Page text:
Acting Your Age: Debate on polar bear evolution and if they weathered a previous warm period. [MSNBC]

 

South Dakota to Teach Climate Change Denial in Schools?

| Tue Mar. 2, 2010 7:00 AM EST

South Dakota may soon make climate-change denial the law of the land, if an effort underway in the state legislature is successful. Via Brad Johnson, we learn that the state House of Representatives recently passed a new law calling for "balanced teaching of global warming in the public schools of South Dakota."

The resolution, approved by a vote of 36-30, states that public schools should be required to teach students that "global warming is a scientific theory rather than a proven fact" and that a variety of "climatological, meteorological, astrological, thermological, cosmological, and ecological dynamics" could be changing the weather. Yes, that’s astrological, as in horoscopes. And as Brad Plumer points out, thermology involves the science of infrared body imaging. Not quite clear what role that might play in global warming.

The state Senate approved an amended version of the resolution that is slightly less kooky, dropping the "astrological" and "thermological" causes but still asserting that the "global warming debate" has "prejudiced the scientific investigation of global climatic change phenomena."

Now the House will decide whether to adopt the amended version. No matter which version they adopt, it looks like South Dakota could soon be the first state to sign climate change confusion into law.

Getting Science into the Movies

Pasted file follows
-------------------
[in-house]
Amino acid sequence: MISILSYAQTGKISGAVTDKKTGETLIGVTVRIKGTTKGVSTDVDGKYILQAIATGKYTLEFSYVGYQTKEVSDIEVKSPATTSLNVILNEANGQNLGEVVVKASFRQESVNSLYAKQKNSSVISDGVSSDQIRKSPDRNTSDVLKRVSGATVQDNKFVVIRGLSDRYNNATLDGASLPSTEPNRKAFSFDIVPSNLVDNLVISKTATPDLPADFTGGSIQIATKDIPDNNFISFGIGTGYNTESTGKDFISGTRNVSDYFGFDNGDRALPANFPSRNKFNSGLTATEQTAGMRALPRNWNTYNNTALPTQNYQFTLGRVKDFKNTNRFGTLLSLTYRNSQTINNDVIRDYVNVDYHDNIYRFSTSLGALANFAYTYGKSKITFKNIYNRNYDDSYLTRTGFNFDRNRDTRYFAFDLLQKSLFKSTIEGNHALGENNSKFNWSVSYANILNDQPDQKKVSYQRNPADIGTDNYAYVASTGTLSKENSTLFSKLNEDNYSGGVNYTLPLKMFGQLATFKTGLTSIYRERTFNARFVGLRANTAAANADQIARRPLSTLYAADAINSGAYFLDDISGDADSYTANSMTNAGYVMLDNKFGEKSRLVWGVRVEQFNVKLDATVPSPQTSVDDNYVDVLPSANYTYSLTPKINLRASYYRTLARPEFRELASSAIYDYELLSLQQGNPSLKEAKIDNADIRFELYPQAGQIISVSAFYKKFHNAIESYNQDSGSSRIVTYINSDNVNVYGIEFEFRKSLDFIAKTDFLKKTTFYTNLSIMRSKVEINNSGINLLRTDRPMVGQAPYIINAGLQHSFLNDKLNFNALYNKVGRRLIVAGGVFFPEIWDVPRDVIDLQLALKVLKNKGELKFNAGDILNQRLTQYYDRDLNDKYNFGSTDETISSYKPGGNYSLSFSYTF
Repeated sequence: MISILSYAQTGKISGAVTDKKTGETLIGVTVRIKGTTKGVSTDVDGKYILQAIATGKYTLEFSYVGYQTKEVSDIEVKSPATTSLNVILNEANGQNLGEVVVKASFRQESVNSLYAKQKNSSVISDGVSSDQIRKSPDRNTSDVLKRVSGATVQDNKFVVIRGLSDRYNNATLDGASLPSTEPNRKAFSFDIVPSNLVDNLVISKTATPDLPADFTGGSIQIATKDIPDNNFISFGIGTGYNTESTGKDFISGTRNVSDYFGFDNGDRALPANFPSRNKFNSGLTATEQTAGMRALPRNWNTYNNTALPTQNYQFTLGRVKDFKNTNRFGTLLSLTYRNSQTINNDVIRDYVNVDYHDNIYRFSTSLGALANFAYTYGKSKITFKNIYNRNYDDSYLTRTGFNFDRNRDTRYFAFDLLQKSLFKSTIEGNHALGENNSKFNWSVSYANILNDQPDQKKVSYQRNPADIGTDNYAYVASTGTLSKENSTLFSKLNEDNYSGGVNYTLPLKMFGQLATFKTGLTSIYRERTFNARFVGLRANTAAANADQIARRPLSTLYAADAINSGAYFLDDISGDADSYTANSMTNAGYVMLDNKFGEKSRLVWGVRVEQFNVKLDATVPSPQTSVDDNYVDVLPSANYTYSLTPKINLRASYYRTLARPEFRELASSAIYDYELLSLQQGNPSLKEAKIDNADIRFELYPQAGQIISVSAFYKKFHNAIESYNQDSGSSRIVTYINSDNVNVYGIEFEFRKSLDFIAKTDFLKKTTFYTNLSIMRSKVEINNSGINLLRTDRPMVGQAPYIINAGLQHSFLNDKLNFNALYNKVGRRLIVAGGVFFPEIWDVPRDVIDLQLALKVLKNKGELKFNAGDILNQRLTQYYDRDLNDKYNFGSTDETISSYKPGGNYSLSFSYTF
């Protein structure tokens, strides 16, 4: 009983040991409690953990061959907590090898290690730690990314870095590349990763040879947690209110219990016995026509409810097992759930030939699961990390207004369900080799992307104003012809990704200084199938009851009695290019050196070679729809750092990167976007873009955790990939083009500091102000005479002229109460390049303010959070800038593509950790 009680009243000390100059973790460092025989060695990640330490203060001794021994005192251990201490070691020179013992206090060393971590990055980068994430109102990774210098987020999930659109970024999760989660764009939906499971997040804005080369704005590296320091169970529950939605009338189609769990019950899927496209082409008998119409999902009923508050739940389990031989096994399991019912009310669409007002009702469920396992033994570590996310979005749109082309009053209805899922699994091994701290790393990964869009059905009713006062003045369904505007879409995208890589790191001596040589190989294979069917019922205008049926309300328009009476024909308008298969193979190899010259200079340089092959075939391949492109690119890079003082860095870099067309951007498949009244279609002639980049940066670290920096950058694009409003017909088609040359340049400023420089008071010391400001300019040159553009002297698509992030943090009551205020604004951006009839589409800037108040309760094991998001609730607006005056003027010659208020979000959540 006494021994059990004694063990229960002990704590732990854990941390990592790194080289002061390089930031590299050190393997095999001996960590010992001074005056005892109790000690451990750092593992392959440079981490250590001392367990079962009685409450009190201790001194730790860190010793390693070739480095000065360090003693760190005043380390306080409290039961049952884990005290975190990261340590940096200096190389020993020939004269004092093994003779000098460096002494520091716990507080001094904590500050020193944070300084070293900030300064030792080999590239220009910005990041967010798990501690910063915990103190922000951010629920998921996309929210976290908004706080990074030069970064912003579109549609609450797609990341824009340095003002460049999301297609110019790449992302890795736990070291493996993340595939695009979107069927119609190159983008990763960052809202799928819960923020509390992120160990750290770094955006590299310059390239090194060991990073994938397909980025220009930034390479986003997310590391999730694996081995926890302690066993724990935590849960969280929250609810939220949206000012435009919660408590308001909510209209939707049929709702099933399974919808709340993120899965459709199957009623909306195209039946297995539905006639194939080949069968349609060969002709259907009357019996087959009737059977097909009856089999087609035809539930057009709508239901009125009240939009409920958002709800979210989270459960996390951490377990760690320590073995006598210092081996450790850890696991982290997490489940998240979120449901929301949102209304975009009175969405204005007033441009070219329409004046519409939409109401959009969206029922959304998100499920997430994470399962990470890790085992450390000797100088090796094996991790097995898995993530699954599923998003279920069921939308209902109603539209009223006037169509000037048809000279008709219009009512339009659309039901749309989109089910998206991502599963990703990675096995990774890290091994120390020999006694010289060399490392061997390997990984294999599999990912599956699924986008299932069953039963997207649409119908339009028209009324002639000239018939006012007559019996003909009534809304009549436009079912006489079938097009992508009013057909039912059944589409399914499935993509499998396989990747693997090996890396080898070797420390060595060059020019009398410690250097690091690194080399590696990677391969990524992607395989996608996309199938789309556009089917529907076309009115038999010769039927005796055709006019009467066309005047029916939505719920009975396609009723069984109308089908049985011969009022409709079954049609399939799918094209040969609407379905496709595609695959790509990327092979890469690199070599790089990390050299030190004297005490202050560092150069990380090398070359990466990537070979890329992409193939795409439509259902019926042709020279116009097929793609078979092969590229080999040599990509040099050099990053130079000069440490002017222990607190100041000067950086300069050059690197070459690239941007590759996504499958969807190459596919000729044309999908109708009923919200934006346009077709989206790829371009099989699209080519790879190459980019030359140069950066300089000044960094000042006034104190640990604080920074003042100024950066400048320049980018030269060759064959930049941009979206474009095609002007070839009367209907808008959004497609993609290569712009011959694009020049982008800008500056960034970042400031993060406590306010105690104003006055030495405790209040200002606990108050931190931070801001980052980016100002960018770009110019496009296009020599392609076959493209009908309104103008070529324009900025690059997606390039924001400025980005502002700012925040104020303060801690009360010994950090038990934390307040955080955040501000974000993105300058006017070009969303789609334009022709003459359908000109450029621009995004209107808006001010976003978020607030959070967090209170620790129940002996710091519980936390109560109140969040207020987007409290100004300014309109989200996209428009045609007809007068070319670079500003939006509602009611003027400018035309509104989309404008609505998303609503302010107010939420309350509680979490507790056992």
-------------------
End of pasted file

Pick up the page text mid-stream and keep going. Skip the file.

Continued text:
| Mon Mar. 1, 2010 7:06 PM EST

There's a new science literacy program shaping up between the National Science Foundation and the University of Southern California School of Cinematic Arts (SCA) to bring science and engineering concepts to the public.

The program, called the Creative Science Studio, due to lauch this autumn, will be make use of SCA's professional soundstages, animation facilities, post-production suites, mixing theaters, screening rooms, and all-digital classrooms to more accurately portray the way science works and what science knows.

The basic idea is to exchange tools:

  • To give faculty and students the science and engineering tools (instruments and data visualization methods) to enhance the way science is depicted in the movie industry (and the likes)
  • To give science researchers the creative tools to educate audiences

In the process, the next generation of entertainment producers will be exposed to science themes, be more comfortable with them, and more likely to accurately portray them to audiences of the future. SCA Dean Elizabeth M. Daley tells USC:

"This alliance is a vital and essential one. I'm excited for a symbiosis between these two institutions, which will play a major role in the ongoing evolution of scientific communication for both researchers and storytellers."

The Creative Science Studio's projects will include videos, interactive games, animations, and examples of information visualization, with a larger research project designed to interrogate "information" itself. SCA's Institute for Multimedia Literacy produced a five- minute video describing the Studio:

 

 

The Climate Change Generation

| Mon Mar. 1, 2010 6:23 PM EST

I will be appearing on the American Forum on the Washington, DC affiliate of National Public Radio, WAMU, tonight as part of their forum on climate change. The Climate Change Generation runs from 7 p.m. to 8 p.m. EST and will also feature Juliet Eilperin, the environmental reporter at the Washington Post, and Matthew Nisbet, a professor in the School of Communication at American University who blogs on framing climate change at Science Blogs.

You can listen to the panel on the WAMU website or watch the webcast. Please tune in!